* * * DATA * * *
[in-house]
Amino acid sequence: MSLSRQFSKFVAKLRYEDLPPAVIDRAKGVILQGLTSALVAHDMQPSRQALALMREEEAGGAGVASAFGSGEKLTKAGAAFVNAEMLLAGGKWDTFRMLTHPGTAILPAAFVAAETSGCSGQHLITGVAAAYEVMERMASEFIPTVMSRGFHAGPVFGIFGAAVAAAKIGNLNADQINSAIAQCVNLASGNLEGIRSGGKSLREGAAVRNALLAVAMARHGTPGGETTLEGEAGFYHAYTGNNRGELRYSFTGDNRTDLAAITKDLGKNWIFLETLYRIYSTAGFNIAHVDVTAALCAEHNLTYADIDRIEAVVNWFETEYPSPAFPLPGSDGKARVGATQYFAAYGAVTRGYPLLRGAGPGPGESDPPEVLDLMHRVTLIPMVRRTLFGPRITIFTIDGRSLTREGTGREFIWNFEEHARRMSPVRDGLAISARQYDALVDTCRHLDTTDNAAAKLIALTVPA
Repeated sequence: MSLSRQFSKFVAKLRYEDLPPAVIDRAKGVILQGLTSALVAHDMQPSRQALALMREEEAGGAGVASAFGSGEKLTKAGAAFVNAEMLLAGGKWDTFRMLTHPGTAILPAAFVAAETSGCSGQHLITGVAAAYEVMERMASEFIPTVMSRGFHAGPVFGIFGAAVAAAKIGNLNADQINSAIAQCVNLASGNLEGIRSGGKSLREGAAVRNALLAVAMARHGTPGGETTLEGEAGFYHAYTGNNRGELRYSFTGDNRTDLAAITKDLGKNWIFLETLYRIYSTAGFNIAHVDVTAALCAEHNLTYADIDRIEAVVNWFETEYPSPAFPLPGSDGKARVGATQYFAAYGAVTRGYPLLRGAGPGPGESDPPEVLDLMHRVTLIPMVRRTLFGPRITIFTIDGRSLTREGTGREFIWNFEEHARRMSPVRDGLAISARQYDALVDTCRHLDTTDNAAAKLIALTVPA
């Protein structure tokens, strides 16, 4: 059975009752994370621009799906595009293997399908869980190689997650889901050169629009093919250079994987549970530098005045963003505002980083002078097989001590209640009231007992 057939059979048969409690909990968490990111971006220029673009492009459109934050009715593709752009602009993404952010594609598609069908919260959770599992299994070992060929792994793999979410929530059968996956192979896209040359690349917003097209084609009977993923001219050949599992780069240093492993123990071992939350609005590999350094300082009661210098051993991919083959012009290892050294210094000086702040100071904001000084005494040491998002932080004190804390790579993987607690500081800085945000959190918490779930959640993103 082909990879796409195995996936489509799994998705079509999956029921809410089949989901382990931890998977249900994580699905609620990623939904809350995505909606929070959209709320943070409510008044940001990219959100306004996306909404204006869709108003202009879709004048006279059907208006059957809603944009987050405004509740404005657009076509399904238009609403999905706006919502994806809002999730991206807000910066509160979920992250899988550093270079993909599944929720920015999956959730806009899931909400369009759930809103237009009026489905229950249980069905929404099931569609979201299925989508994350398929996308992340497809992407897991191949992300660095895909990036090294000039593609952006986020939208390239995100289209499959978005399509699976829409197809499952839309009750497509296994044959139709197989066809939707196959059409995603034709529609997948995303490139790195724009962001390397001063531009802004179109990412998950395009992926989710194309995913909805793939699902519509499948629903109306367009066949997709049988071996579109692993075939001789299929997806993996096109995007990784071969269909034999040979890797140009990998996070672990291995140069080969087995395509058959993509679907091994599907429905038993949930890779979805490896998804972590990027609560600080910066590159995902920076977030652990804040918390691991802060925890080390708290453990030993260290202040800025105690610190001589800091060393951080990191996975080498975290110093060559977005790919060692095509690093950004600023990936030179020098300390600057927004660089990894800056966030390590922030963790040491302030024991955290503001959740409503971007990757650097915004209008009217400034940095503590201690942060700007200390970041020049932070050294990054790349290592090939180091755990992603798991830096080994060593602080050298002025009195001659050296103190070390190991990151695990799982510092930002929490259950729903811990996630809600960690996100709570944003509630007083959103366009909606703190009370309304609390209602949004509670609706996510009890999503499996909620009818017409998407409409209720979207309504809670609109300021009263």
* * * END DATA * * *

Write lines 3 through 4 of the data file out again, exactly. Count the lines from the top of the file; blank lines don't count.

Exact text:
Repeated sequence: MSLSRQFSKFVAKLRYEDLPPAVIDRAKGVILQGLTSALVAHDMQPSRQALALMREEEAGGAGVASAFGSGEKLTKAGAAFVNAEMLLAGGKWDTFRMLTHPGTAILPAAFVAAETSGCSGQHLITGVAAAYEVMERMASEFIPTVMSRGFHAGPVFGIFGAAVAAAKIGNLNADQINSAIAQCVNLASGNLEGIRSGGKSLREGAAVRNALLAVAMARHGTPGGETTLEGEAGFYHAYTGNNRGELRYSFTGDNRTDLAAITKDLGKNWIFLETLYRIYSTAGFNIAHVDVTAALCAEHNLTYADIDRIEAVVNWFETEYPSPAFPLPGSDGKARVGATQYFAAYGAVTRGYPLLRGAGPGPGESDPPEVLDLMHRVTLIPMVRRTLFGPRITIFTIDGRSLTREGTGREFIWNFEEHARRMSPVRDGLAISARQYDALVDTCRHLDTTDNAAAKLIALTVPA
């Protein structure tokens, strides 16, 4: 059975009752994370621009799906595009293997399908869980190689997650889901050169629009093919250079994987549970530098005045963003505002980083002078097989001590209640009231007992 057939059979048969409690909990968490990111971006220029673009492009459109934050009715593709752009602009993404952010594609598609069908919260959770599992299994070992060929792994793999979410929530059968996956192979896209040359690349917003097209084609009977993923001219050949599992780069240093492993123990071992939350609005590999350094300082009661210098051993991919083959012009290892050294210094000086702040100071904001000084005494040491998002932080004190804390790579993987607690500081800085945000959190918490779930959640993103 082909990879796409195995996936489509799994998705079509999956029921809410089949989901382990931890998977249900994580699905609620990623939904809350995505909606929070959209709320943070409510008044940001990219959100306004996306909404204006869709108003202009879709004048006279059907208006059957809603944009987050405004509740404005657009076509399904238009609403999905706006919502994806809002999730991206807000910066509160979920992250899988550093270079993909599944929720920015999956959730806009899931909400369009759930809103237009009026489905229950249980069905929404099931569609979201299925989508994350398929996308992340497809992407897991191949992300660095895909990036090294000039593609952006986020939208390239995100289209499959978005399509699976829409197809499952839309009750497509296994044959139709197989066809939707196959059409995603034709529609997948995303490139790195724009962001390397001063531009802004179109990412998950395009992926989710194309995913909805793939699902519509499948629903109306367009066949997709049988071996579109692993075939001789299929997806993996096109995007990784071969269909034999040979890797140009990998996070672990291995140069080969087995395509058959993509679907091994599907429905038993949930890779979805490896998804972590990027609560600080910066590159995902920076977030652990804040918390691991802060925890080390708290453990030993260290202040800025105690610190001589800091060393951080990191996975080498975290110093060559977005790919060692095509690093950004600023990936030179020098300390600057927004660089990894800056966030390590922030963790040491302030024991955290503001959740409503971007990757650097915004209008009217400034940095503590201690942060700007200390970041020049932070050294990054790349290592090939180091755990992603798991830096080994060593602080050298002025009195001659050296103190070390190991990151695990799982510092930002929490259950729903811990996630809600960690996100709570944003509630007083959103366009909606703190009370309304609390209602949004509670609706996510009890999503499996909620009818017409998407409409209720979207309504809670609109300021009263």